smoke, slits her eyes going by – I was trying to ignore her, but

sometimes she’ll grab me and make me feel strong, like I could

do without her, she’ll kiss me like a drunken bear and then push

me away and I’m out on my own. Woozy and swollen and


And I don’t want her anymore – I’m sick of her – see ? I’ve had it

with her. I’m through. I follow and grab her skinny dry wrists

and she pushes me into the street and I go – I flip her off and tell

her your ass is too skinny! Now in the light of the street before

dusk, she’s scrawny and drawn, and not the least bit attractive –

her teeth are loose and falling out, her foot massages suck – she’s

a prude and she’s greedy, I tell her – I don’t like the token -it’s

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cheap and it’s flimsy – it’s damn badly made, it swings like a

monkey from my mirror, a monkey on my back, cheap, like her

shoes, which don’t match your red velvet dress! They’re the

wrong color!

This backs her up to the concrete street wall. She draws a straight

line with her eyes from my feet to my hair and opens her mouth

to a scowl shaped like a red bent wheel and rolls it at me – a

string of cuss words and a thousand black ships sailing out a red

cave to war, blue flags unfurling behind, and she flicks her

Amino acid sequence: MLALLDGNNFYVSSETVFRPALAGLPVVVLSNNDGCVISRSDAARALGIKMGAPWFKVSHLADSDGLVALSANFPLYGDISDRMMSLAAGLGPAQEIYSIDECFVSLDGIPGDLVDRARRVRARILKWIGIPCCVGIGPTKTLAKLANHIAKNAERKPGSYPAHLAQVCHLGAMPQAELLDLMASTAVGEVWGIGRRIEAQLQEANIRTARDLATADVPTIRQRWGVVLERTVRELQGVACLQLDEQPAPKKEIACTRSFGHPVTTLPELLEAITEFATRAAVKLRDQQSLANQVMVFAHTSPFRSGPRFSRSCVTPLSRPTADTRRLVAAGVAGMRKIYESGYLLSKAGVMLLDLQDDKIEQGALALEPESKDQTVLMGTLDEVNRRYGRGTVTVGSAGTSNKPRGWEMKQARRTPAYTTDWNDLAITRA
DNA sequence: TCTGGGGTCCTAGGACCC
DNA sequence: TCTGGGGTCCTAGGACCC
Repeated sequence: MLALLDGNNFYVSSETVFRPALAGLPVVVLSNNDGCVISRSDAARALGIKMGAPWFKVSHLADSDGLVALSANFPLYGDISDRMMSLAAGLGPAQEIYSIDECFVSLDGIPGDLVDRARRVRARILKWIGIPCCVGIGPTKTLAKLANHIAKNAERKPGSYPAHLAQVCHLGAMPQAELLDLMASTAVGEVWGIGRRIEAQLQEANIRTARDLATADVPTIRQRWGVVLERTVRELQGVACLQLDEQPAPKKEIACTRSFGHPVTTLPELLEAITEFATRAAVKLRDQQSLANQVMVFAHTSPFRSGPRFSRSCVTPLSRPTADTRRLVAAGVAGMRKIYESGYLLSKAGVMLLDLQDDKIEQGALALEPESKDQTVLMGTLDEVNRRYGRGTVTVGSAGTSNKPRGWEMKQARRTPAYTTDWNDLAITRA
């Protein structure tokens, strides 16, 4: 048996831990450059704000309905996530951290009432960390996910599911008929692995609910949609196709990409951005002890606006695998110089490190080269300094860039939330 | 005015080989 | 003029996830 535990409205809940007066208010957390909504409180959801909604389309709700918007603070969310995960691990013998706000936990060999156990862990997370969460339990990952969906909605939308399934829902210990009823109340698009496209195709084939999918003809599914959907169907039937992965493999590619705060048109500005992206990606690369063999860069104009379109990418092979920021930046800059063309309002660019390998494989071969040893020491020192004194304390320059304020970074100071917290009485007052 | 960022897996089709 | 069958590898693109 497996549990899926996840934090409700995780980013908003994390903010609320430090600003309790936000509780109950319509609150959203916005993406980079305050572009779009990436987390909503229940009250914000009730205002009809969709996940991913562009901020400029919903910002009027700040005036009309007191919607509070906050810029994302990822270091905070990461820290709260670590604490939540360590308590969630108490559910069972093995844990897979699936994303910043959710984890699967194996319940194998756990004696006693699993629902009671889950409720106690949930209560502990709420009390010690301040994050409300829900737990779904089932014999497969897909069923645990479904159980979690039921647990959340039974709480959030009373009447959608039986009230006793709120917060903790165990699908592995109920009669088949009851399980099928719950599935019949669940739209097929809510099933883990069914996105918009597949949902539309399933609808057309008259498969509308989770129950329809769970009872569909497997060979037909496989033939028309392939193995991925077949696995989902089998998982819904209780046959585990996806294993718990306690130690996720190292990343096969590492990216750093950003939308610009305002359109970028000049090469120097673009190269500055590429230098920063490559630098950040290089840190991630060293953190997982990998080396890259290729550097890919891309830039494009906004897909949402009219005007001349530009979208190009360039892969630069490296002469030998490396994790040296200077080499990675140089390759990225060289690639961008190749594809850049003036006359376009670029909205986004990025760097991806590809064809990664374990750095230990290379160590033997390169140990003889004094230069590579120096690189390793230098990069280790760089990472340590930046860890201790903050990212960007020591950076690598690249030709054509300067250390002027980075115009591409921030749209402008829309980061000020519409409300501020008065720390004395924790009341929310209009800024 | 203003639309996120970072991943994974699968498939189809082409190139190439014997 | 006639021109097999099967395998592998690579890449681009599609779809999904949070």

cigarette butt at me, click!, while it burns and she laughs at her

own cruelty, – she has outdone herself this time! Then she walks

down the stair case, that haggy old bitch, – she looked young in

the dark – I’m a fool – and she picks up the phone like I ceased

to exist and she talks, and I walk.

I walk away. I am done with her. She bores me. I admit it – I

loved her. I loved her so much I wanted to bleed for her. I wanted

her hand to reach through my chest and pull out my heart. I

wanted her all to myself all the time, I wanted to live with her,

live inside her, I wanted to be in her blood.

But there’s no liquid there, in those skinny veins – and she

doesn’t eat so I can’t take her out. She’d throw up the dinner.

Bulimic bitch. I’d call at the door of the bathroom, “Poverty!

Poverty! Are you in there? Are you okay? Are you coming out?!”

Here she comes, wiping her mouth with the back of her twiggy

thin wrist. Her hands, though the fingers are long and attractive

– dry as ten bones in a graveyard. She is mean, through and


So why did I love her, why was I devoted, why did I want her

and need her and beg her, again and again, to keep me, to keep

me ? Why did I follow her, come back again and again, hoping

she’d notice me, she’d pay me attention, that I’d be the one that

she’d keep?

That bitch didn’t even read the paper-she knew nothing of

current affairs – politicians and blow jobs, tsunamis in Asia,

earthquakes in India, the colors of the grass, splendid riches of

the world, waterfalls, windmills and grief, the ups and downs of

the stock exchange, song of the wind, blue of the sky, feel of the

air in the Spring, the cats and dogs to roll in the grass, to feed

and to stroke, the babies with fat rolls of flesh, toothless smiles of

pure love – she was selfish, is all. There was no one. But her. Just

Poverty. A one woman show. No room for anyone else. Nothing

in the refridgerator, because she forgot to pick up the milk, she

forgot to pick up the bread. That should have been the first clue.

But we’re through now, see? Through.